Mainstream, VOL LIII No 14, March 28, 2015
Subhadra Kumari Chauhan — Poet, Writer, Freedom Fighter and Friend of the Poor
Monday 30 March 2015, by
india’s freedom movement was a time of high ideals for many writers and poets which inspired them to devote their literary talents and creativity to the larger cause of liberation of their people and country. In the process these writers and poets accepted many hardships including jail sentences. Subhadra Kumari Chauhan (1904-1948) was one such writer who combined the writer and activist roles with a zeal and devotion which won her the heartfelt affection of millions of people within her short life span of just 44 years.
Her determination in choosing the difficult path of a freedom fighter is all the more remarkable given the fact that (a) she was a devoted mother of four children; (b) her husband, Lakshman Singh, as a freedom fighter, was also going frequently to jails; (c) there was a time when both Subhadra and Lakshman had to go to jail at the same time with very little social support for their children; (d) Subhadra had to go to jail with a physically challenged baby.
The life of Subhadra is a story of true grit and determination combined with care and compassion. Hers is a very inspiring life of how she continued to write poetry and short stories of great literary value in the middle of economic hardships, physical ailments, jail sentences and a life of constant engagements with the problems of the poor and the distressed. Among various public figures in her area, she was invariably the one from whom the poorest had most hope.
This combination of courage and compassion, determination and affection which characterised her life is also very visible in her literary achievements. On the one hand, for perhaps the largest number of her admirers, she is the poet who best captured the life and spirit of the famous Jhansi Ki Rani in her unforgettable ‘Khoob Lari’ poem. On the other hand, she is also cherished as the composer of some of the most endearing children’s poems, drawing often on interactions with her own children.
Again it is remarkable that her endless problems and public engagements did not come in the way of her very beautiful and close relationships with her children, one of whom, as a three or four-year-old baby boy, insisted on calling her ‘bitiya rani’ (dear daughter)!
These aspects of her personality—deep affection and deeper determination—are visible at the time of her jail sentences. Despite very great affection for her children, she did not accept the friendly advice of curtailing her political work (which would invariably lead to a jail sentence) even though her husband was already in jail. So she had to go to jail leaving her three children led by the eldest daughter, Sudha, to their own fate (although helped by some friends).
Secondly, when in jail with her physically challenged baby, Mamta, she devoted all her motherly affection to protecting and nurturing her to the extent possible in the grim conditions of the jail. But even in these circumstances, when she heard about the denial of food to ‘C’ class prisoners, she rushed to somehow provide food to them, regardless of the known fact that this will result in punishment to her, resulting in more difficult conditions for her and so for her daughter as well.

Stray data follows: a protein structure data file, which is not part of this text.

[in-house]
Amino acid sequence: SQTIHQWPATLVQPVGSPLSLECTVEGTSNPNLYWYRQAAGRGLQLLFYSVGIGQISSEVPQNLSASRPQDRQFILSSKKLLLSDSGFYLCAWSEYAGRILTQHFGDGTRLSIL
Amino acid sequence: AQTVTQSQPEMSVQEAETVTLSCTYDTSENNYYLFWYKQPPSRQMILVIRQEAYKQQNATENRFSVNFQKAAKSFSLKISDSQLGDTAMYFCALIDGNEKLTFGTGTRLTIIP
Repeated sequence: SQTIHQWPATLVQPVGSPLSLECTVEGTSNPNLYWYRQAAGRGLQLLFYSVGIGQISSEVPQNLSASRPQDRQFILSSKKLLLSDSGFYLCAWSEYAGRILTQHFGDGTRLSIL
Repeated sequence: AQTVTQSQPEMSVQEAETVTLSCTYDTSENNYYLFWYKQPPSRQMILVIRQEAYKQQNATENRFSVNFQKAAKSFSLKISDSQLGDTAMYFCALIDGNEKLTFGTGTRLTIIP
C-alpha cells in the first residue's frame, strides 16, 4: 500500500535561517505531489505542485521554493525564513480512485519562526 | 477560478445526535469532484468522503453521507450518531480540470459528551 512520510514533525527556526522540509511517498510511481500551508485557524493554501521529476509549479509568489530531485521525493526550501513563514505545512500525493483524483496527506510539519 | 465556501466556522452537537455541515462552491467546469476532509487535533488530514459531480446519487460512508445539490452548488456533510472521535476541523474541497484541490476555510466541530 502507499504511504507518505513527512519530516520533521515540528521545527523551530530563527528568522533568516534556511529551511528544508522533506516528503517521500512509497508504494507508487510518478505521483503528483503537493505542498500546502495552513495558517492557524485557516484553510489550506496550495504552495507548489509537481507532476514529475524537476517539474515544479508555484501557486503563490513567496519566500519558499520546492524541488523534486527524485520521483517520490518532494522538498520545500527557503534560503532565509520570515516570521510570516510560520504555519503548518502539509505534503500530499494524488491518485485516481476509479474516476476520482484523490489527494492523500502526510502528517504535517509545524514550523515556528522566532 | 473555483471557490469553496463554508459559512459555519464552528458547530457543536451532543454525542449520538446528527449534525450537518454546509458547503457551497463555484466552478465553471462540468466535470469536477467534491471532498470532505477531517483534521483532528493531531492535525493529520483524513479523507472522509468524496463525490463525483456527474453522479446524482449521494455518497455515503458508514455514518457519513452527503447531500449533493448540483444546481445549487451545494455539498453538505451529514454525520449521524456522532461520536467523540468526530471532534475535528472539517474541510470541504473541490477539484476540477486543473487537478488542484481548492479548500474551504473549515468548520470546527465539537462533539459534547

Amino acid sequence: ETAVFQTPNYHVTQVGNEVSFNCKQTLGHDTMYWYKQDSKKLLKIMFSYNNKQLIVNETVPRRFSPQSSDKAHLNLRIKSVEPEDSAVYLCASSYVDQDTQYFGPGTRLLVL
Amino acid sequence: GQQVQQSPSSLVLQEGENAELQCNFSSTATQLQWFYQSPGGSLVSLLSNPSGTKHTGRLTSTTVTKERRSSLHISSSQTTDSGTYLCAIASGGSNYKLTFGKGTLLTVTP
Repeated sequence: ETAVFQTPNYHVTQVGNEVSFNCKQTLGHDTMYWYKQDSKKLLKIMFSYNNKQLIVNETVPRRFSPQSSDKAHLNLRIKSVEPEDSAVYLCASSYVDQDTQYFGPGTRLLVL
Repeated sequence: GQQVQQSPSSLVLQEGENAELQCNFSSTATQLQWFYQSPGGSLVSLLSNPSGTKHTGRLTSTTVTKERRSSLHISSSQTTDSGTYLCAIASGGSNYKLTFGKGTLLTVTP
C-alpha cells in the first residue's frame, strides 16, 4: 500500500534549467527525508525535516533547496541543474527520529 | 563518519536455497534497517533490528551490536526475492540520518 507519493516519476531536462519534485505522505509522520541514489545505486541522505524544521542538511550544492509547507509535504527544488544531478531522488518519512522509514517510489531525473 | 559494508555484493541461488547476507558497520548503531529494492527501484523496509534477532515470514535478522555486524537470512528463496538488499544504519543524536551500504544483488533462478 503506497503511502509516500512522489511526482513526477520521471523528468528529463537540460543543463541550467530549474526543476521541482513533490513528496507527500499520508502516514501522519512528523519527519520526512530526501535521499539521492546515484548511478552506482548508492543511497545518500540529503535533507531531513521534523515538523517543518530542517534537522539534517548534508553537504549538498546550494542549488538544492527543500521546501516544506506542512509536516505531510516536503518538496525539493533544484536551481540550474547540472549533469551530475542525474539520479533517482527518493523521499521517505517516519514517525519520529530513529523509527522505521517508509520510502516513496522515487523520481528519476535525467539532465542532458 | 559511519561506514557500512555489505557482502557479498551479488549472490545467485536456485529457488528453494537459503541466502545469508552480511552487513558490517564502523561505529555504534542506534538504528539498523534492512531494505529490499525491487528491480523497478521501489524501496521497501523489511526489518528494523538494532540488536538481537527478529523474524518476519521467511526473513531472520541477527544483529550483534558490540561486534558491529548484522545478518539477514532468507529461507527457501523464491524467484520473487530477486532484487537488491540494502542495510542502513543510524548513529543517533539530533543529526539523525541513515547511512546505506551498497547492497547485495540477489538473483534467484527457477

This instinctive urge to stand up for the oppressed and against the oppressor was a very significant part of her personality, leading her constantly to the path less taken, to accepting the most difficult of the various alternatives that existed before her.
But what is very remarkable in the middle of all this is that she managed to retain her equally strong instincts for enjoying, and even more, for sharing, the small joys of life. Her home was open to neighbourhood children who hung around Subhadra hoping to benefit from her bounty of toffees and lemon-drops. When travelling to a town known for its dye work, Subhadra would collect sarees of her neighbours to get these dyed. Her home always remained a hospitable place for local poets and writers (particularly young and uprising writers) as well as for visiting writers. Regular visitors included Gajanan Muktibodh and Jainendra Kumar, the latter we see also in the unlikely role of arranging free cinema passes for Subhadra when he could! A visit to the cinema, a shopping spree to grab some long overdue small comforts for her family during one of those rare times when she had some extra money in her hand—these were some of the small joys she liked to indulge in. More joy came in the company of long-term friends like the famous writer, Mahadevi Verma, who was also her schoolmate, two years her junior in Allahabad. Both of them used to write poetry as school girls.
Born at Allahabad in 1904 in a high-caste (Rajput) family, Subhadra revealed her instinct for both poetry and rebellion at a very young age. She would be angry with her mother for practising discrimination against a low-caste neighbour, and insist on helping domestic workers in their responsibilities. Her elder brother recalled later that she could compose a small poem even on her way to school, sitting in an ikka, a horse-cart.
This elder brother, Rajju Bhaiya, helped in finding a suitable boy for Subhadra, a writer and activist named Lakshman Singh Chauhan who was also his classmate. Lakshman was in touch with social reformers and freedom fighters. This wedding violated prevailing regressive practices of veil and dowry. While Lakshman supported this social reform, some of his family members in the ancestral home at Khandwa did not and they later harassed Subhadra for this.
One of the most senior editors, Makhanlal Chaturvedi, invited Lakshman Singh to help with his newspaper Karmaveer. The young couple shifted to Jabalpur for this, and this city subsequently became the main workplace of Subhadra, although she worked also in Kanpur, Nagpur and Bilaspur.